96 – Hairspray (2007)

Hairspray REVIEW

4.5/5 stars

Director – Adam Shankman

Cast – Nikki Blonsky, John Travolta, Christopher Walken, Zac Efron, Brittany Snow, James Marsden, Amanda Bynes, Queen Latifah, Elijah Kelly, Jerry Stiller

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Hairspray, an adaptation of a Broadway musical which was itself an adaptation of a John Waters picture, may not seem very promising. We certainly have seen adaptations and remakes thrive recently, certainly commercially but usually less so when it comes to the critics. Well, we know which one trumps which usually…

Hairspray however, is one of the better remakes/adaptations, and some say one of the best films of the year of its release (2007). Personally I will go as far as to say that it is among the best musicals of the decade. A small category to be sure, but I stand by it.

The strength of Hairspray is two-fold. First off is the boundless energy and optimistic spirit of the whole thing. The movie tackles race issues, yet never feels preachy or sad. The movie is set in the 60’s and even though it lampoons (to a degree) the social values and wholesome attitudes of the time, in some ways the movie revels in them. The kids are all squeaky clean, and everything can be fixed if we all work together and be happy. This could easily have been overbearing, but I found this attitude refreshing and impossible to resist.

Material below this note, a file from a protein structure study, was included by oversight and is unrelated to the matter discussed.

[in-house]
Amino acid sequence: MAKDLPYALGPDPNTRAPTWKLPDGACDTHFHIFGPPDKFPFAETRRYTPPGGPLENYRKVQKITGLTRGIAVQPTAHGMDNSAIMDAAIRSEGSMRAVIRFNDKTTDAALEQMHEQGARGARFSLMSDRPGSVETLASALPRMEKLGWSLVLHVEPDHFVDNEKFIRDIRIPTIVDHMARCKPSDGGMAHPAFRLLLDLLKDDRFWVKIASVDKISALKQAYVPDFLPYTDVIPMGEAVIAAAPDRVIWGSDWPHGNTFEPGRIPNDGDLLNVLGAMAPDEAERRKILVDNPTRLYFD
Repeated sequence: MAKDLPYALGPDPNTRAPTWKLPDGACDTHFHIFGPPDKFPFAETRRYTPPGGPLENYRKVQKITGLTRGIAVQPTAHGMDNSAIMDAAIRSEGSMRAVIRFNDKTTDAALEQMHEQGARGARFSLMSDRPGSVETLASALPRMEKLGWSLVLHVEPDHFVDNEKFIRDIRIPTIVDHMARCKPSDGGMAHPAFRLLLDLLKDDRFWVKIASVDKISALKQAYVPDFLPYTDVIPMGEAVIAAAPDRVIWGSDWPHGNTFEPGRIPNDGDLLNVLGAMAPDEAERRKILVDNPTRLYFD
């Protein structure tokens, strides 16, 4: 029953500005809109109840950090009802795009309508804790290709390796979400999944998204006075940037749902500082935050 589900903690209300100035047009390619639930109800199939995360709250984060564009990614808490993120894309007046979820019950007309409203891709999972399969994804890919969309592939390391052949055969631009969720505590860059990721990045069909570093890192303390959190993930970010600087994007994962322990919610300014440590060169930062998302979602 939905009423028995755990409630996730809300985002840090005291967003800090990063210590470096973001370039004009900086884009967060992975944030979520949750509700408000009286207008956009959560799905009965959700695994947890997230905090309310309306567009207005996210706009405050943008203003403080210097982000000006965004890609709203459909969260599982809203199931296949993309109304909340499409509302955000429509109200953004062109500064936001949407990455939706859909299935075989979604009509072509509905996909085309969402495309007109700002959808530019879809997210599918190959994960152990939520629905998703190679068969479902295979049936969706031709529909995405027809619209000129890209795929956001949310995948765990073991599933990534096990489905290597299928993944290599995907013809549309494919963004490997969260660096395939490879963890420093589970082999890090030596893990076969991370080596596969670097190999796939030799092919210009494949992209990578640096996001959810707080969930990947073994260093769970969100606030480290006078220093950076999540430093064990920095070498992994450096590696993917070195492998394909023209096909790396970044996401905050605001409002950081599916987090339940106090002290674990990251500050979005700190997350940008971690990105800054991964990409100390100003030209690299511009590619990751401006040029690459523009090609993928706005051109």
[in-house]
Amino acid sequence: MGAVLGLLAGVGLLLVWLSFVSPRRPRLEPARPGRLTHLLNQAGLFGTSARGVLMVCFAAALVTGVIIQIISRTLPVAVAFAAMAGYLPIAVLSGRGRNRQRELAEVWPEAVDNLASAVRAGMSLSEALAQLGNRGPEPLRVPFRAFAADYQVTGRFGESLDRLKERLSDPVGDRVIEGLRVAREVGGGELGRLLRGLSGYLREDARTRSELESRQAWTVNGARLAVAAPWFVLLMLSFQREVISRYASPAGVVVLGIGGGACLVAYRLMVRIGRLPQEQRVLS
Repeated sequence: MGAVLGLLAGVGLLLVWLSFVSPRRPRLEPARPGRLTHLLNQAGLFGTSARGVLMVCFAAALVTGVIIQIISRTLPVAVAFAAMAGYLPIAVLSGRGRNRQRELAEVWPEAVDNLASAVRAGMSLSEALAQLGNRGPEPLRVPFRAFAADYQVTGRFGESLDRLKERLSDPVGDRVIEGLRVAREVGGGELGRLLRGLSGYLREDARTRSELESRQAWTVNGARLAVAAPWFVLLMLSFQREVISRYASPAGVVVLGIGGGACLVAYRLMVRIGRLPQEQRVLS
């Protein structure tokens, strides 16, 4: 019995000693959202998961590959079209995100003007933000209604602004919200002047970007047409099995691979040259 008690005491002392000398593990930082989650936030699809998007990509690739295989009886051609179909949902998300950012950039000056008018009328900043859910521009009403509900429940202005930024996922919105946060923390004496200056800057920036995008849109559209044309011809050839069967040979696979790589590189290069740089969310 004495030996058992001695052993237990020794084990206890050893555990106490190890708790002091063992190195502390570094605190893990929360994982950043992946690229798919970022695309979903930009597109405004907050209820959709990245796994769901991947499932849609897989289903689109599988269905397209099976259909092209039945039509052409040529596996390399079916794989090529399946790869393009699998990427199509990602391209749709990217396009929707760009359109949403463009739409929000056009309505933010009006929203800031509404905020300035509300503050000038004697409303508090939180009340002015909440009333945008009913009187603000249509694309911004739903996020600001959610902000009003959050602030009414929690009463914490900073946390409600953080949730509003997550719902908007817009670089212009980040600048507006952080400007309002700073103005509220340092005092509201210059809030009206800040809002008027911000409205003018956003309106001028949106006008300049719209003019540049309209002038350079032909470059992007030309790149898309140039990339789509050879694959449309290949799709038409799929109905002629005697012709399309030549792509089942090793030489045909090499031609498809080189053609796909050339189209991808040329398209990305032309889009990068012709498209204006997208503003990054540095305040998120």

The second greatest strength of this movie is its cast. The star, newcomer Niki Blonsky, has to be the happiest looking kid I’ve ever seen on-screen. Zac Efron and James Marsden (as a couple of the stars of local variety TV show “The Corny Collins Show”) are lively and energetic, Christopher Walken as Niki’s father is perhaps a bit dry, but he carries it off, John Travolta in drag as Walken’s wife is perfect, and a cameo by Jerry Stiller as the owner of a local clothing store is a welcome dash of colour. The greatest performance in the film I think is Michelle Pfieffer. She plays the villainous, racist, and self-important producer of the “Corny Collins Show”. She sings well, she dances in a slinky, smarmy sort of way, and we love to hate her every moment she is on-screen. What more can we ask?

The movie is perhaps a bit long, about 15 minutes or so.  A little subplot with Pfieffer’s character attempting to seduce Walken’s character was added by the director just for this film, and I think that could have been comfortably left out. It does however lead to a delightful almost campy little duet between Walken and Travolta, which is one of the movie’s best moments, so we must forgive it. The ending is a bit pat perhaps, but with this type of film anything else would have felt out-of-place. We knew all along that it would end happily, and we’d have it no other way.

OVERALL

Hairspray trips along nicely despite dealing with a fairly heady subject. The acting is great, the energy is abundant, and its attitude and positivity is irresistable. The dancing and choreography are top-notch. I dare anyone to feel depressed after watching this. Definitely recommended.

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TRAILER

“Hairspray” on other websites:

IMDB —– Rotten Tomatoes —– Wikipedia

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July 5, 2010 Posted by | 4.5 Stars, Film Review, Genre - Musical, Year - 2000-2009 | , , , , , , , , , , , , , , , , , | Leave a comment